]. These data are consistent with those of the present study and the frequency of PA or the PA level where, compared to “very active” smokers and ex-smokers, “inactive” smokers had elevated risks of depression and anxiety.
As noted, physical inactivity may increase the likelihood of depression and anxiety, however, the possibility of reverse causality, i.e., that depression and anxiety are precursors of physical inactivity itself, should be considered, which was not taken into account in the present study. Hartanto et al. show an inverse causal relationship between social networks and depressive symptoms. Cross-sectional and correlational trend analyses appear to show increases in rates of depression along with increased participation in social networks. However, depressive symptoms may precede increased use of social networks, using them as an escape or for self-esteem reaffirmation through social validation [53
]. In relation to our research, depression and anxiety could precede physical inactivity, and symptoms of these mental illnesses could influence a possible demotivation towards PA, i.e., suffering from depression and anxiety could reduce the levels or frequency of PA. It would be interesting to study this assumption in future research as there is not much scientific evidence in this respect.
Therefore, increasing frequency of PA or PA level in smokers and ex-smokers could lead to a reduction in the risk of depression and anxiety. To this end, the possible practical implications of this study could be used by public administrations, as well as by national and regional health services, favouring the reduction in the prevalence of depression and anxiety in all age ranges through awareness campaigns focused on health promotion, training and educating people on the importance of PA to reduce the symptomatology of these mental illnesses.
Promoting an increase in frequency of PA or PA level in smokers and inactive ex-smokers would facilitate a decrease in the OR of developing depression or anxiety. Therefore, from the public sphere, it would be advisable to invest in health education throughout the life cycle, introducing sports science professionals in health services, who could prescribe physical exercise adapted to the needs of each patient. In addition, in the private (or public) sector, the inclusion by public organizations and/or companies of PA programmes based on active breaks could increase PA time in the workplace and/or in education. Therefore, these measures could have an impact on reducing the prevalence of these mental disorders for people who do not do PA due to lack of free time. It could even reduce health and social costs in the long term.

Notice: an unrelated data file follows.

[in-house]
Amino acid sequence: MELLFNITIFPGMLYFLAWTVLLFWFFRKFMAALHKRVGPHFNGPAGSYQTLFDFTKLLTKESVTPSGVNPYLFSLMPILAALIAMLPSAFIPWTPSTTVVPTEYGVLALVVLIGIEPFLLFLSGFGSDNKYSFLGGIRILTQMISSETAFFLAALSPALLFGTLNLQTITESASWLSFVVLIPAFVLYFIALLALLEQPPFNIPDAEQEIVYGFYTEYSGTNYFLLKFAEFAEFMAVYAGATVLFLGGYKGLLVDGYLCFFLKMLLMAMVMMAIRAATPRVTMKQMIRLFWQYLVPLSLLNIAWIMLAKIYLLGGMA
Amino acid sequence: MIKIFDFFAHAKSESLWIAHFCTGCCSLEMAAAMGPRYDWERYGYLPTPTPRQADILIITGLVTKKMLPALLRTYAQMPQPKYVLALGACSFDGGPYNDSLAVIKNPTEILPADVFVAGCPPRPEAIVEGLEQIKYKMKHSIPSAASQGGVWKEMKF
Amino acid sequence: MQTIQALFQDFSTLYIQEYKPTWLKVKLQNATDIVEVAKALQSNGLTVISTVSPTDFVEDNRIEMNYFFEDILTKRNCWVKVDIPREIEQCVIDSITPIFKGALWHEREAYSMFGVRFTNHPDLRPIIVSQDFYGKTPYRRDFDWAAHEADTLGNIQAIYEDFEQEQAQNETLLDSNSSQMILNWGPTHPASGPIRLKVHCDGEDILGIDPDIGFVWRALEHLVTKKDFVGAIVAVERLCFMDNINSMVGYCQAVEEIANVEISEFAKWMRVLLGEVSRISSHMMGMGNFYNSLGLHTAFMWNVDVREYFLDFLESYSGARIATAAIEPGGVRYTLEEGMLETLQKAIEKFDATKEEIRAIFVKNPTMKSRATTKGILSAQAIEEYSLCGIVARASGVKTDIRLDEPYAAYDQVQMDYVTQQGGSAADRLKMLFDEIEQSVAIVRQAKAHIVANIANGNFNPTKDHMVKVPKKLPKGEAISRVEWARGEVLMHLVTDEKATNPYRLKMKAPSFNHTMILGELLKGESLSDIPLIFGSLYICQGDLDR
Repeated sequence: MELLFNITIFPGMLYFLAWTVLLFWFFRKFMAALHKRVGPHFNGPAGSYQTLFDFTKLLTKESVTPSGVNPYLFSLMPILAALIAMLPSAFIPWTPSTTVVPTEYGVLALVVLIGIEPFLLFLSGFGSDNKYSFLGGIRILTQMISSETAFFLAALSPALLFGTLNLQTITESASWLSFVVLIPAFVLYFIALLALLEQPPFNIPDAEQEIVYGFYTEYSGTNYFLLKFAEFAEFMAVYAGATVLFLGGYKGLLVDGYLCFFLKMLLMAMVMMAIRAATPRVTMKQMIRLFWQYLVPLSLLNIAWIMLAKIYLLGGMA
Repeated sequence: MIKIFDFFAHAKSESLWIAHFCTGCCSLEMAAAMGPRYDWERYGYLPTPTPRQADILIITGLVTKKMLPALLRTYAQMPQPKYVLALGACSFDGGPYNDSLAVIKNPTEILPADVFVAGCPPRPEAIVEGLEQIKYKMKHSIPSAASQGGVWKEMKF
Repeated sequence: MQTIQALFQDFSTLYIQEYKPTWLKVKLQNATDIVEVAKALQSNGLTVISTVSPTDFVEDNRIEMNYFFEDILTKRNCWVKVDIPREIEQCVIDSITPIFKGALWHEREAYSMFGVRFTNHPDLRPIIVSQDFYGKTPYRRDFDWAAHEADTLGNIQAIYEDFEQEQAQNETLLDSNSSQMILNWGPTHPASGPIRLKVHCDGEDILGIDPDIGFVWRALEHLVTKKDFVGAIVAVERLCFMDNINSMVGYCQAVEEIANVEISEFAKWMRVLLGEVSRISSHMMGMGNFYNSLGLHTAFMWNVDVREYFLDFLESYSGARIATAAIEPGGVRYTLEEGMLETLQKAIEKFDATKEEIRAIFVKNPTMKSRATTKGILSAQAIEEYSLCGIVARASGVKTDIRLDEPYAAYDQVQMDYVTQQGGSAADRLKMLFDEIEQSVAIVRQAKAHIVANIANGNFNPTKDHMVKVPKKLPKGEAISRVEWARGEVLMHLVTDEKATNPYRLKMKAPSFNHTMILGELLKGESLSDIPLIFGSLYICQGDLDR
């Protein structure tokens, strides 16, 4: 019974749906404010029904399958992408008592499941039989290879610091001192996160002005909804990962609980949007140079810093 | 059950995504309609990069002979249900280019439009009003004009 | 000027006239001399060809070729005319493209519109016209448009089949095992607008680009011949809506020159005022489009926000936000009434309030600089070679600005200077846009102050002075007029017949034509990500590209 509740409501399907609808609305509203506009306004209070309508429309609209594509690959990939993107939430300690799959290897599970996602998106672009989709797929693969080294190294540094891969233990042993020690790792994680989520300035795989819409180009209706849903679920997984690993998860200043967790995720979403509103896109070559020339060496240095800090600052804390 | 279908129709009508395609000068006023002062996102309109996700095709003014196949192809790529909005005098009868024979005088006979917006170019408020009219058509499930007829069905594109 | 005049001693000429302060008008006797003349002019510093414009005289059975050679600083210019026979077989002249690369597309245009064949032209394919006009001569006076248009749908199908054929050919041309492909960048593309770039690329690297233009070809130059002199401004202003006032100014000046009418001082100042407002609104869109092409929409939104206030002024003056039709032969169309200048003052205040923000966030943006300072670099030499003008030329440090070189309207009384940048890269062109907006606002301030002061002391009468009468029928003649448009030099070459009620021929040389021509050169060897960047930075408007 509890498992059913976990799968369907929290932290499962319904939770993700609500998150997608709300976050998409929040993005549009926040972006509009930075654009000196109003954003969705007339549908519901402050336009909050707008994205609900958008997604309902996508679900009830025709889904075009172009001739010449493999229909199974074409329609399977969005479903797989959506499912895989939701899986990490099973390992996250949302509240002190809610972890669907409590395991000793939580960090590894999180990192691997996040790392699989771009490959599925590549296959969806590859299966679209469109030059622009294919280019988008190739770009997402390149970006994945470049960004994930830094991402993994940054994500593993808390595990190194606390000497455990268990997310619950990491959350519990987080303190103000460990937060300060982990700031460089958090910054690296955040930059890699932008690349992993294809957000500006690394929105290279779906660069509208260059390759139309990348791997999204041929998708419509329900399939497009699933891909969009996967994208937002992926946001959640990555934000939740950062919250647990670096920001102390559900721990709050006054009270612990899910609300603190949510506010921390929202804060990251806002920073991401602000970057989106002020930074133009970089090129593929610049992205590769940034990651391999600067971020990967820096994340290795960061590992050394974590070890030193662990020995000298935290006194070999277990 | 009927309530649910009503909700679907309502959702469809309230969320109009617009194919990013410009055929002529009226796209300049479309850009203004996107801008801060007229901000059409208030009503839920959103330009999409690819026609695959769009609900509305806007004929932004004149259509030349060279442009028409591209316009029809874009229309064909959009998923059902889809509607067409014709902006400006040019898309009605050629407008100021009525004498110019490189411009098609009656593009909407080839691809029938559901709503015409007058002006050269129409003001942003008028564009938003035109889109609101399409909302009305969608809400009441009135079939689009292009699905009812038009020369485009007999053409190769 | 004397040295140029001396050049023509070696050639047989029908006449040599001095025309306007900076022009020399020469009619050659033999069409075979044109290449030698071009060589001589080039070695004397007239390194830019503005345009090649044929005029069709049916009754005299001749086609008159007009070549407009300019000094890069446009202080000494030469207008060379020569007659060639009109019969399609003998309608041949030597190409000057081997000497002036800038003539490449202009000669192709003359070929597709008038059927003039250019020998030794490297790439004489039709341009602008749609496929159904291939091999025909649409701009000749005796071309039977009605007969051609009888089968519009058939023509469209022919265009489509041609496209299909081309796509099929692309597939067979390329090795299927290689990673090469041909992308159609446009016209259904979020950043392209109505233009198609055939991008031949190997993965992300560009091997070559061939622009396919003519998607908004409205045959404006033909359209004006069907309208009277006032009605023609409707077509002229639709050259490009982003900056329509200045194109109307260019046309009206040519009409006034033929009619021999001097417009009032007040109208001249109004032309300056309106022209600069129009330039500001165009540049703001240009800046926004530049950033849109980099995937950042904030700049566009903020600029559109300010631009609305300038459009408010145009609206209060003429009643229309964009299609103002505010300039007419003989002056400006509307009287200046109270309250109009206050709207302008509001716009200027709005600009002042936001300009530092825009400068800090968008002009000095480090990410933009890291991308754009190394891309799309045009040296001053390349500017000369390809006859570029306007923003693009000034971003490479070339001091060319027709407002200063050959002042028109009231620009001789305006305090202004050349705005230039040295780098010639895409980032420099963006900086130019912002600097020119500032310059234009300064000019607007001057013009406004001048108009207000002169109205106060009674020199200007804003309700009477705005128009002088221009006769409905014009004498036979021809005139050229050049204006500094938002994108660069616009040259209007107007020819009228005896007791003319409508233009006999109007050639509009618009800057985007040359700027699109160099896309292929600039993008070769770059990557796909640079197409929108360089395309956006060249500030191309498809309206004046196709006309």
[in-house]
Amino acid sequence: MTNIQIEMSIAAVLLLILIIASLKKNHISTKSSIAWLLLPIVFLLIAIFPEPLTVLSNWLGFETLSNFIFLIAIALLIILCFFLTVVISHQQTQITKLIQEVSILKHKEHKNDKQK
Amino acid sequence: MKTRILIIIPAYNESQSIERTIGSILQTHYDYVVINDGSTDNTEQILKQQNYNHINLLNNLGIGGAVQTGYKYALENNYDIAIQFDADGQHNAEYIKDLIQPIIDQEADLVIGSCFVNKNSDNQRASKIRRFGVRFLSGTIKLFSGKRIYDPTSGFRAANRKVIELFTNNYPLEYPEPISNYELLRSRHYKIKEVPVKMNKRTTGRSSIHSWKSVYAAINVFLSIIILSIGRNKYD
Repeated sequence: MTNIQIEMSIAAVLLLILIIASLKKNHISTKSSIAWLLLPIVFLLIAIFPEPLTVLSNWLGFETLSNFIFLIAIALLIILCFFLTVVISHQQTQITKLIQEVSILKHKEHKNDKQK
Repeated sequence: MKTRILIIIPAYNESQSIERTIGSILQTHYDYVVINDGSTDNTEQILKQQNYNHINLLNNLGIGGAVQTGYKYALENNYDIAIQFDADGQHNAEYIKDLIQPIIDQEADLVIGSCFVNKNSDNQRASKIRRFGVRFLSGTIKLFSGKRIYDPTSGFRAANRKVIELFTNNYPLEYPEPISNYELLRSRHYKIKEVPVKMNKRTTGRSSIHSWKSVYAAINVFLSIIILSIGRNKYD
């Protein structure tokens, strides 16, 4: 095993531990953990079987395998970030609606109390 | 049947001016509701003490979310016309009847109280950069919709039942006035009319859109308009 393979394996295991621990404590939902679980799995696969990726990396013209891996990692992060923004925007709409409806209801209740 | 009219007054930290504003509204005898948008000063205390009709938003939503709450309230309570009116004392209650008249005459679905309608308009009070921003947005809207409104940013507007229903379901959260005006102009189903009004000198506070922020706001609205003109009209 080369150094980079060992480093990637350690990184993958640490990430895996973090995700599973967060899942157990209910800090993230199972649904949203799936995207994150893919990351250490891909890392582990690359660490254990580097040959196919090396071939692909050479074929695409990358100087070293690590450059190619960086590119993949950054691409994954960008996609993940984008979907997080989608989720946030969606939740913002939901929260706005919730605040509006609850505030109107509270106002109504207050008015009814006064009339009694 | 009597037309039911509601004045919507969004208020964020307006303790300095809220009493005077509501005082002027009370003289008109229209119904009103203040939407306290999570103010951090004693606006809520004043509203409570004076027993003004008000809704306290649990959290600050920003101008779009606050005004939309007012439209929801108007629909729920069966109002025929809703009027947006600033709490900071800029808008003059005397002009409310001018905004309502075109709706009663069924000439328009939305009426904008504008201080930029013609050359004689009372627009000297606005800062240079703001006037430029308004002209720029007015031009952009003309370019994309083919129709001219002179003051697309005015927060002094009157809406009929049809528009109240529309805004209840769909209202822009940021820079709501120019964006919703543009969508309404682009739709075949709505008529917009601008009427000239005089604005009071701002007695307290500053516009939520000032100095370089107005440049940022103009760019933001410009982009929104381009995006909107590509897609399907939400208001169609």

This study has a series of limitations, among them we can highlight the lack of differentiation between sexes in the study of the association of PA level with the risk of suffering from depression and anxiety. Therefore, a possible interesting future line of research would be to explore how PA variables affect each sex when differences in the prevalence of depression and anxiety between men and women are detected.
As this was a cross-sectional study, it was not possible to establish cause–effect relationships. It would be advisable to further explore the findings through other research to establish causal relationships. The study is based on self-reported PA data, and PA may be overestimated when measured subjectively. In subsequent studies, it would be innovative to include objective PA data from the participants, using appropriate methods and instruments. Furthermore, the type of training undertaken by each individual was not specified in the surveys, which may have a bearing on the risk of depression and anxiety
The study was based on self-reported depression and anxiety, and not on diagnostic tests, so the results could be affected. As these are national and European surveys, there are many factors and aspects that are collected within them, including for our research the questions and sections that were of most interest to us for the elaboration of this study. In future studies, it would be interesting to use other more complete or objective methods to assess the suffering from these mental illnesses, or even to include participants suffering from depression or anxiety from the outset, whose diagnosis has been made by a specialist.
Only male and female sex was considered, as non-binary sex was not taken into account. Whether participants were taking antidepressants was not taken into account. Other variables that could have an impact on depression, such as socio-demographic, socio-cultural and socio-economic biases of the participants, were also not included [54
]. In future studies, in order to analyse the influence of physical activity on the prevalence rates of depression and anxiety, it would be interesting to divide the sample according to the age ranges and social status of the participants, as other studies have shown that it could have an influence on the reduction or increase in these rates [55
Finally, another interesting future line of research would be to study the prevalence of depression and anxiety and their association with the level of PA in different pathologies, especially those that could be associated with smoking, such as COPD or other cardiorespiratory diseases.